February 14, 2018
As an internationally acclaimed hip-hop artist, podcast legend, activist, and assistant professor of journalism and media studies at Rutgers University, Kumanyika has had a lifetime of fascinating stories worth talking about.
Kumanyika came to Ursinus to share some of these stories. Although he joked that, “pod-famous is not really famous at all,” his voice is recognizable to thousands of listeners as one of two hosts of the groundbreaking podcast series Uncivil, or to those who have tuned in to one of his recurring guest appearances on Seeing White. His work has been widely featured in outlets such as The New Yorker, The New York Times, Vulture and The Financial Times.
Uncivil is a history podcast about the Civil War where Kumanyika and his co-host Jack Hitt “ransack America’s past” and question the information taught in school. It tells the untold stories of resistance, corruption, mutiny and more while connecting them to modern day America.
Kumanyika spoke to the Ursinus audience about his activism and his talk addressed challenges and opportunities of public scholarship today, as well as the inspirations, dilemmas and dangers of integrating a commitment to social justice working across the boundaries of scholarship, journalism, activism and art.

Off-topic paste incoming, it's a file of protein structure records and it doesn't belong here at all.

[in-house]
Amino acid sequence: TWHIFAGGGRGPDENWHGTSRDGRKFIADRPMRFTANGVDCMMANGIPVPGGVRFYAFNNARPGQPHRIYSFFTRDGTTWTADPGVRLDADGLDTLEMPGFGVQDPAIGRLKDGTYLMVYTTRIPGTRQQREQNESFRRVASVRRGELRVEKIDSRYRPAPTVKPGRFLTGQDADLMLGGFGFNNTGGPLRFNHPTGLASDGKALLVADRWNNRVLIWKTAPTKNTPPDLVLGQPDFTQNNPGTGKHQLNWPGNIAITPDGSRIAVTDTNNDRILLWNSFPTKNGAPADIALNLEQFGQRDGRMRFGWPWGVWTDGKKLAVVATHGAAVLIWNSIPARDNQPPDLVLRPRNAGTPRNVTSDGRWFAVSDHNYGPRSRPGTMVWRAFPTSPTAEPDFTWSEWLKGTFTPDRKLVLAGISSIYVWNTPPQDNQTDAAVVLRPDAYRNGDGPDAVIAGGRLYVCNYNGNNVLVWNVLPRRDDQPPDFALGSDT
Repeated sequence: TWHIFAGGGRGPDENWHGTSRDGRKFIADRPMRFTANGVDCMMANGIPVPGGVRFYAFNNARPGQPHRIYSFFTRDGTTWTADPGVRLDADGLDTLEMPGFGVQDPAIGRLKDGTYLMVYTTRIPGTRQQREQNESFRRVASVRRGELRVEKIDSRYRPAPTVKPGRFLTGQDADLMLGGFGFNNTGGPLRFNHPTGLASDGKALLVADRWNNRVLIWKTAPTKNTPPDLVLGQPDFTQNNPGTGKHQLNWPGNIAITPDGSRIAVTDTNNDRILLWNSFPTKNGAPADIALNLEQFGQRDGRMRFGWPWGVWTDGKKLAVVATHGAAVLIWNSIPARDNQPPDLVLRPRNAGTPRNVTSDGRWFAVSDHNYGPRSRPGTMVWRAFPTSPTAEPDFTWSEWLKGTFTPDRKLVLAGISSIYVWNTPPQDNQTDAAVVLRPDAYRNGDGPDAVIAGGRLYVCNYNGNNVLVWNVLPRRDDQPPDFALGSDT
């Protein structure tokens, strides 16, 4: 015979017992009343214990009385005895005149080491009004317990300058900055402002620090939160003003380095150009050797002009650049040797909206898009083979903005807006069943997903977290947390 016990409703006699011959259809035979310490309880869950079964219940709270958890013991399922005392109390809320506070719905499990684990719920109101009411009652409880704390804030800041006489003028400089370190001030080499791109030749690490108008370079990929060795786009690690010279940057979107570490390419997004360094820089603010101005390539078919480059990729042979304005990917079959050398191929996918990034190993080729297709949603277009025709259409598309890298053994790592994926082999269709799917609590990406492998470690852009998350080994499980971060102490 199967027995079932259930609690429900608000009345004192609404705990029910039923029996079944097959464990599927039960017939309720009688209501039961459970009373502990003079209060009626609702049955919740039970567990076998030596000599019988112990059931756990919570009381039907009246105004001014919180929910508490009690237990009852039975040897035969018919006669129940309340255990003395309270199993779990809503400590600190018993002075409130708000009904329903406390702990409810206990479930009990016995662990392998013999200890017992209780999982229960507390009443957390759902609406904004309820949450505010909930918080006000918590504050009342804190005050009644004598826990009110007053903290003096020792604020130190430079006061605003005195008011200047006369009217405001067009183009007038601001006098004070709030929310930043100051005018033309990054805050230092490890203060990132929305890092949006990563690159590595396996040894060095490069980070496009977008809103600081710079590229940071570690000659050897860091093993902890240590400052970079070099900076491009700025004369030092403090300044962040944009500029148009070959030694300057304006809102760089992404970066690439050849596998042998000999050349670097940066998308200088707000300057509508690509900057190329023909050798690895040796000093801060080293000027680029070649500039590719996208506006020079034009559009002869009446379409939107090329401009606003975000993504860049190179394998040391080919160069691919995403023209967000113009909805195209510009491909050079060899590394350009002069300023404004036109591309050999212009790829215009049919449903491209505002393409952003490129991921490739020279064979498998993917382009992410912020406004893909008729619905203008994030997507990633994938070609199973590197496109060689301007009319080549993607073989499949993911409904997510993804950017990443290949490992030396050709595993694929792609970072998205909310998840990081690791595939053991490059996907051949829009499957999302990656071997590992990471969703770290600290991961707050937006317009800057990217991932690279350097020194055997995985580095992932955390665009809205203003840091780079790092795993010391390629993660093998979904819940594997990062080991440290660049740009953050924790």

“You have to make things,” he said. “Put your body in the struggle and engage. Try to do things publicly.”
He shared an anecdote from a colleague who told him that right now, the most vulnerable people are on the front lines of protests, arguing that it should really be influencers like Kumanyika—and not the vulnerable—on the front lines. He said he took that to heart and attended the 2014 protests in Ferguson, Missouri, in response to the fatal police shooting of Michael Brown. He discussed the protests as an act of “urban rebellion.”
One of Kumanyika’s recent peaceful protests went viral after he was removed from a venue hosting a rally for then-presidential candidate Donald Trump. Kumanyika was silently standing in protest while wearing a keffiyeh—a traditional Middle Eastern headdress—when security asked him to leave.
Kumanyika also shared information about his work in journalism, encouraging the audience to “find their inner writer.”
After spending some time talking about his experiences, Kumanyika started a conversation by posing the questions asked to him back to the audience. Discussions centered around compromise, emotional conversations about race in classrooms and writing. —By Mary Lobo ’15